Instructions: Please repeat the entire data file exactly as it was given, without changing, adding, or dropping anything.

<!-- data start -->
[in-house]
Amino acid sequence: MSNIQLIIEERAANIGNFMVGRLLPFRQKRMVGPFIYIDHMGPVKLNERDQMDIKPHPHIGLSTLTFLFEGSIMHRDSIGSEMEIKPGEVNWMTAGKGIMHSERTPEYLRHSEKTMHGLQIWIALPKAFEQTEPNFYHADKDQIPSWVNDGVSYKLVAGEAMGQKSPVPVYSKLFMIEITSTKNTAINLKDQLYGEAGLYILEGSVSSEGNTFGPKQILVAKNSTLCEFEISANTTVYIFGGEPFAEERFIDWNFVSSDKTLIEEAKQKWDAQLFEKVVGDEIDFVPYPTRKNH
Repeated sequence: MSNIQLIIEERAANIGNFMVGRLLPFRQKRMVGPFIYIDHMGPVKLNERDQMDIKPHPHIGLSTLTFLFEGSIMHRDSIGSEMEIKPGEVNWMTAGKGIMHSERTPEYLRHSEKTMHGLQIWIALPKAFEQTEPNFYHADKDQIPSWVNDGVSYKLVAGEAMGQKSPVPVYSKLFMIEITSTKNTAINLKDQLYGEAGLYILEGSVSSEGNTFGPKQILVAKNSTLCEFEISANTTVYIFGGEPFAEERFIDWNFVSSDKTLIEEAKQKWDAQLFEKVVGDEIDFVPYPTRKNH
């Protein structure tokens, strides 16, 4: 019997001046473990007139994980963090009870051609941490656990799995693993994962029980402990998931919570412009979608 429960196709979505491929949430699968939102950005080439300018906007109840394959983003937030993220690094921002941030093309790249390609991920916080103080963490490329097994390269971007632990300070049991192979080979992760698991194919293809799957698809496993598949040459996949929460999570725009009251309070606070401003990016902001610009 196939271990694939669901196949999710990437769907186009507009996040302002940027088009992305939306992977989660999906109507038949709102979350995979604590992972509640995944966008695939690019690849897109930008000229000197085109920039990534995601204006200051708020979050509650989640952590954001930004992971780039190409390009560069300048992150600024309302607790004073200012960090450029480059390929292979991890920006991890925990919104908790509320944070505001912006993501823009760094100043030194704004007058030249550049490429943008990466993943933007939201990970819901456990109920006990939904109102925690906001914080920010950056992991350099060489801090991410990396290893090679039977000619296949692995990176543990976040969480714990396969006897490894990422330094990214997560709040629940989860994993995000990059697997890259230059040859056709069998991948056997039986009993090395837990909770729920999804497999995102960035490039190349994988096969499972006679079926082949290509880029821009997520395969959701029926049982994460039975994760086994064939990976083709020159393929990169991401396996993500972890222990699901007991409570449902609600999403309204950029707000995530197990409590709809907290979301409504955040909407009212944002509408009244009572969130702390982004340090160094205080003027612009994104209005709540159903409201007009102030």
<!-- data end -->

[in-house]
Amino acid sequence: MSNIQLIIEERAANIGNFMVGRLLPFRQKRMVGPFIYIDHMGPVKLNERDQMDIKPHPHIGLSTLTFLFEGSIMHRDSIGSEMEIKPGEVNWMTAGKGIMHSERTPEYLRHSEKTMHGLQIWIALPKAFEQTEPNFYHADKDQIPSWVNDGVSYKLVAGEAMGQKSPVPVYSKLFMIEITSTKNTAINLKDQLYGEAGLYILEGSVSSEGNTFGPKQILVAKNSTLCEFEISANTTVYIFGGEPFAEERFIDWNFVSSDKTLIEEAKQKWDAQLFEKVVGDEIDFVPYPTRKNH
Repeated sequence: MSNIQLIIEERAANIGNFMVGRLLPFRQKRMVGPFIYIDHMGPVKLNERDQMDIKPHPHIGLSTLTFLFEGSIMHRDSIGSEMEIKPGEVNWMTAGKGIMHSERTPEYLRHSEKTMHGLQIWIALPKAFEQTEPNFYHADKDQIPSWVNDGVSYKLVAGEAMGQKSPVPVYSKLFMIEITSTKNTAINLKDQLYGEAGLYILEGSVSSEGNTFGPKQILVAKNSTLCEFEISANTTVYIFGGEPFAEERFIDWNFVSSDKTLIEEAKQKWDAQLFEKVVGDEIDFVPYPTRKNH
């Protein structure tokens, strides 16, 4: 019997001046473990007139994980963090009870051609941490656990799995693993994962029980402990998931919570412009979608 429960196709979505491929949430699968939102950005080439300018906007109840394959983003937030993220690094921002941030093309790249390609991920916080103080963490490329097994390269971007632990300070049991192979080979992760698991194919293809799957698809496993598949040459996949929460999570725009009251309070606070401003990016902001610009 196939271990694939669901196949999710990437769907186009507009996040302002940027088009992305939306992977989660999906109507038949709102979350995979604590992972509640995944966008695939690019690849897109930008000229000197085109920039990534995601204006200051708020979050509650989640952590954001930004992971780039190409390009560069300048992150600024309302607790004073200012960090450029480059390929292979991890920006991890925990919104908790509320944070505001912006993501823009760094100043030194704004007058030249550049490429943008990466993943933007939201990970819901456990109920006990939904109102925690906001914080920010950056992991350099060489801090991410990396290893090679039977000619296949692995990176543990976040969480714990396969006897490894990422330094990214997560709040629940989860994993995000990059697997890259230059040859056709069998991948056997039986009993090395837990909770729920999804497999995102960035490039190349994988096969499972006679079926082949290509880029821009997520395969959701029926049982994460039975994760086994064939990976083709020159393929990169991401396996993500972890222990699901007991409570449902609600999403309204950029707000995530197990409590709809907290979301409504955040909407009212944002509408009244009572969130702390982004340090160094205080003027612009994104209005709540159903409201007009102030």